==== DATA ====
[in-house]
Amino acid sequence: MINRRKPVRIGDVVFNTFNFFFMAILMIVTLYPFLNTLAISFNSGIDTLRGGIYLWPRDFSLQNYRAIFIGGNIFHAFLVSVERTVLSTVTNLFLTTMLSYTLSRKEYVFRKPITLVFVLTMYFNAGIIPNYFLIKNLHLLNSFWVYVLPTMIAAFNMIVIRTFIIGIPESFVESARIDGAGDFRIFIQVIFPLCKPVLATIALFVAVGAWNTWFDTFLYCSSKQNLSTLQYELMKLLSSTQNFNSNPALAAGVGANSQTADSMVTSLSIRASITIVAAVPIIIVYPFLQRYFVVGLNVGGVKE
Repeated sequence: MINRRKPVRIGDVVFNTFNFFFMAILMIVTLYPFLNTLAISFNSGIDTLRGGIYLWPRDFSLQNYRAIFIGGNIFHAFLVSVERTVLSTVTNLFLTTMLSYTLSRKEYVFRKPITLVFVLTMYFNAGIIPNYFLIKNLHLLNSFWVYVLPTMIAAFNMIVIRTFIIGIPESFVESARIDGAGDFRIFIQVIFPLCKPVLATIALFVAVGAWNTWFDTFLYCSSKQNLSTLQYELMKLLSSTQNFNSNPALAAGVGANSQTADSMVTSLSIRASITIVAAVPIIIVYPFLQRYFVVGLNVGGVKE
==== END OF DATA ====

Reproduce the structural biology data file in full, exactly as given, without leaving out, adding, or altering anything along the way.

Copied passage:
[in-house]
Amino acid sequence: MINRRKPVRIGDVVFNTFNFFFMAILMIVTLYPFLNTLAISFNSGIDTLRGGIYLWPRDFSLQNYRAIFIGGNIFHAFLVSVERTVLSTVTNLFLTTMLSYTLSRKEYVFRKPITLVFVLTMYFNAGIIPNYFLIKNLHLLNSFWVYVLPTMIAAFNMIVIRTFIIGIPESFVESARIDGAGDFRIFIQVIFPLCKPVLATIALFVAVGAWNTWFDTFLYCSSKQNLSTLQYELMKLLSSTQNFNSNPALAAGVGANSQTADSMVTSLSIRASITIVAAVPIIIVYPFLQRYFVVGLNVGGVKE
Repeated sequence: MINRRKPVRIGDVVFNTFNFFFMAILMIVTLYPFLNTLAISFNSGIDTLRGGIYLWPRDFSLQNYRAIFIGGNIFHAFLVSVERTVLSTVTNLFLTTMLSYTLSRKEYVFRKPITLVFVLTMYFNAGIIPNYFLIKNLHLLNSFWVYVLPTMIAAFNMIVIRTFIIGIPESFVESARIDGAGDFRIFIQVIFPLCKPVLATIALFVAVGAWNTWFDTFLYCSSKQNLSTLQYELMKLLSSTQNFNSNPALAAGVGANSQTADSMVTSLSIRASITIVAAVPIIIVYPFLQRYFVVGLNVGGVKE